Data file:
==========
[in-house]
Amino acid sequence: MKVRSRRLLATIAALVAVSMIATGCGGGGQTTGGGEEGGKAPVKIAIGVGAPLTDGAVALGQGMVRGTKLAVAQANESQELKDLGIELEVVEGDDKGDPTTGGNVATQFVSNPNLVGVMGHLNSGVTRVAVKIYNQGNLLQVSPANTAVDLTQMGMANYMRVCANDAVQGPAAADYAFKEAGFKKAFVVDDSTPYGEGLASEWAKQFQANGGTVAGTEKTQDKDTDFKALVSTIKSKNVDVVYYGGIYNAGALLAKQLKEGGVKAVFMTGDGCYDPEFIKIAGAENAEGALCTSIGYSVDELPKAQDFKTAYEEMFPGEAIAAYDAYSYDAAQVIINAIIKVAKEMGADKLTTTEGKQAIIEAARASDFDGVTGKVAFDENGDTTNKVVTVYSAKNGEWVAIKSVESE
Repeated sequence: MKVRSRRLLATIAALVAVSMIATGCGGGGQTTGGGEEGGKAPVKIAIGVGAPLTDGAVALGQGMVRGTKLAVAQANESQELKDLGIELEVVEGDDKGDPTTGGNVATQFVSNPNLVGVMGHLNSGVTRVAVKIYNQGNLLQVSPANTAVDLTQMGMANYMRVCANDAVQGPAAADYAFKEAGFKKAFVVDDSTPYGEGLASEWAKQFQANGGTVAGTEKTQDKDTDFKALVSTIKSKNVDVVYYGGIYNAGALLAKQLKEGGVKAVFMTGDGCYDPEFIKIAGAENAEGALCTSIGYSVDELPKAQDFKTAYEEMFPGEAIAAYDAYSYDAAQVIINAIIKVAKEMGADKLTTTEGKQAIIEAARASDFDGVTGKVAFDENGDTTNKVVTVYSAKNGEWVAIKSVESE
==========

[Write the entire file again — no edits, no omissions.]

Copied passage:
[in-house]
Amino acid sequence: MKVRSRRLLATIAALVAVSMIATGCGGGGQTTGGGEEGGKAPVKIAIGVGAPLTDGAVALGQGMVRGTKLAVAQANESQELKDLGIELEVVEGDDKGDPTTGGNVATQFVSNPNLVGVMGHLNSGVTRVAVKIYNQGNLLQVSPANTAVDLTQMGMANYMRVCANDAVQGPAAADYAFKEAGFKKAFVVDDSTPYGEGLASEWAKQFQANGGTVAGTEKTQDKDTDFKALVSTIKSKNVDVVYYGGIYNAGALLAKQLKEGGVKAVFMTGDGCYDPEFIKIAGAENAEGALCTSIGYSVDELPKAQDFKTAYEEMFPGEAIAAYDAYSYDAAQVIINAIIKVAKEMGADKLTTTEGKQAIIEAARASDFDGVTGKVAFDENGDTTNKVVTVYSAKNGEWVAIKSVESE
Repeated sequence: MKVRSRRLLATIAALVAVSMIATGCGGGGQTTGGGEEGGKAPVKIAIGVGAPLTDGAVALGQGMVRGTKLAVAQANESQELKDLGIELEVVEGDDKGDPTTGGNVATQFVSNPNLVGVMGHLNSGVTRVAVKIYNQGNLLQVSPANTAVDLTQMGMANYMRVCANDAVQGPAAADYAFKEAGFKKAFVVDDSTPYGEGLASEWAKQFQANGGTVAGTEKTQDKDTDFKALVSTIKSKNVDVVYYGGIYNAGALLAKQLKEGGVKAVFMTGDGCYDPEFIKIAGAENAEGALCTSIGYSVDELPKAQDFKTAYEEMFPGEAIAAYDAYSYDAAQVIINAIIKVAKEMGADKLTTTEGKQAIIEAARASDFDGVTGKVAFDENGDTTNKVVTVYSAKNGEWVAIKSVESE